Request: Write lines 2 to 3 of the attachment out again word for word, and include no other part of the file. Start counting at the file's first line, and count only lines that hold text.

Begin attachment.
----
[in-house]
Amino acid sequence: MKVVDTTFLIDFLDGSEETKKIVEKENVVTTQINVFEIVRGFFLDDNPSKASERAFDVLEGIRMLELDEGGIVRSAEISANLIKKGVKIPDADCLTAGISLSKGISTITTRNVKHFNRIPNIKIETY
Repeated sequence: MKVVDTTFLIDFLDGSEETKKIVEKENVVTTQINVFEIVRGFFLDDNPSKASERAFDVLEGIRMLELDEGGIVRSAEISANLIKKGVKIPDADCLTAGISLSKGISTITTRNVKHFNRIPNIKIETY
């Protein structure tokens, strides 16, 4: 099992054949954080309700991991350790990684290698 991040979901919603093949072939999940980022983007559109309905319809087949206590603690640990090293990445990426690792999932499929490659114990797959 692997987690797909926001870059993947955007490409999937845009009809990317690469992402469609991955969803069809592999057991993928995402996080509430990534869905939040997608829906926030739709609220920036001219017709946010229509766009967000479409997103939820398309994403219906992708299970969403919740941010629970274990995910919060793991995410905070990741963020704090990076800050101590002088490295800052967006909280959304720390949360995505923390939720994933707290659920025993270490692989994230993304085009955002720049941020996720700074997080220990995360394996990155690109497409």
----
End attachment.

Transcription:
Amino acid sequence: MKVVDTTFLIDFLDGSEETKKIVEKENVVTTQINVFEIVRGFFLDDNPSKASERAFDVLEGIRMLELDEGGIVRSAEISANLIKKGVKIPDADCLTAGISLSKGISTITTRNVKHFNRIPNIKIETY
Repeated sequence: MKVVDTTFLIDFLDGSEETKKIVEKENVVTTQINVFEIVRGFFLDDNPSKASERAFDVLEGIRMLELDEGGIVRSAEISANLIKKGVKIPDADCLTAGISLSKGISTITTRNVKHFNRIPNIKIETY